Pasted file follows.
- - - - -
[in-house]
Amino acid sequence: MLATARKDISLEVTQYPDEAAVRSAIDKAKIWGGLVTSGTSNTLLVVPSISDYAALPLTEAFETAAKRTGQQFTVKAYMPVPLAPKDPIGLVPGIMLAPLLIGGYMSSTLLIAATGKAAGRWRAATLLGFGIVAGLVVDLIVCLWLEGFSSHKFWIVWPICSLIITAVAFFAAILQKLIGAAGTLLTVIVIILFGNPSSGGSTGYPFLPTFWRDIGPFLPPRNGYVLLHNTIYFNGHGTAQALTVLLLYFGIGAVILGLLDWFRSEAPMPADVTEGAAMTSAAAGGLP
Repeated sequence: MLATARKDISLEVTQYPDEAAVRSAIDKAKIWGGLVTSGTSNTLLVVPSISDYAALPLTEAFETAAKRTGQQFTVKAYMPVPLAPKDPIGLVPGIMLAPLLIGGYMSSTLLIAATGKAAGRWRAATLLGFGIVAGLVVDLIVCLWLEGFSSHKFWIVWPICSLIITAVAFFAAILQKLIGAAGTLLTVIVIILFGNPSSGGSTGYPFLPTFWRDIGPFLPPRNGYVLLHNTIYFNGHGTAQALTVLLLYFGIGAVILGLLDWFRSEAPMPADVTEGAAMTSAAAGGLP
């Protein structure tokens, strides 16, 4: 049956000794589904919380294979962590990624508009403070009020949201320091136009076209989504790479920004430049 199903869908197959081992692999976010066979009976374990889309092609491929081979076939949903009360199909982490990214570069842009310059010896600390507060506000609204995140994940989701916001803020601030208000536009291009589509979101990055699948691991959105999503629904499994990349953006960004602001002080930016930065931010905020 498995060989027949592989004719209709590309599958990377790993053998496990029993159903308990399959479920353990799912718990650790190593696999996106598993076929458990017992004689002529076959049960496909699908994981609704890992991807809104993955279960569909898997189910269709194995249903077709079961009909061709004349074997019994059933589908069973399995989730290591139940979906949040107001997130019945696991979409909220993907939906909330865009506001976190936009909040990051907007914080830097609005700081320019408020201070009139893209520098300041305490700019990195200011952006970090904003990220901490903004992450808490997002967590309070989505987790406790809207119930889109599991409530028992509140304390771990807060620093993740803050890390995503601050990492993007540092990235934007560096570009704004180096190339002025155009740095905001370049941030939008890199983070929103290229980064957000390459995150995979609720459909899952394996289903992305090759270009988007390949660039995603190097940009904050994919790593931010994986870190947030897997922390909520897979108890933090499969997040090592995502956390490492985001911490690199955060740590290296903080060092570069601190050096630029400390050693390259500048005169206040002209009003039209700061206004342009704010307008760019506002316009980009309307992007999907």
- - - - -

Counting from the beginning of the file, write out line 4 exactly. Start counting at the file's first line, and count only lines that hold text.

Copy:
């Protein structure tokens, strides 16, 4: 049956000794589904919380294979962590990624508009403070009020949201320091136009076209989504790479920004430049 199903869908197959081992692999976010066979009976374990889309092609491929081979076939949903009360199909982490990214570069842009310059010896600390507060506000609204995140994940989701916001803020601030208000536009291009589509979101990055699948691991959105999503629904499994990349953006960004602001002080930016930065931010905020 498995060989027949592989004719209709590309599958990377790993053998496990029993159903308990399959479920353990799912718990650790190593696999996106598993076929458990017992004689002529076959049960496909699908994981609704890992991807809104993955279960569909898997189910269709194995249903077709079961009909061709004349074997019994059933589908069973399995989730290591139940979906949040107001997130019945696991979409909220993907939906909330865009506001976190936009909040990051907007914080830097609005700081320019408020201070009139893209520098300041305490700019990195200011952006970090904003990220901490903004992450808490997002967590309070989505987790406790809207119930889109599991409530028992509140304390771990807060620093993740803050890390995503601050990492993007540092990235934007560096570009704004180096190339002025155009740095905001370049941030939008890199983070929103290229980064957000390459995150995979609720459909899952394996289903992305090759270009988007390949660039995603190097940009904050994919790593931010994986870190947030897997922390909520897979108890933090499969997040090592995502956390490492985001911490690199955060740590290296903080060092570069601190050096630029400390050693390259500048005169206040002209009003039209700061206004342009704010307008760019506002316009980009309307992007999907």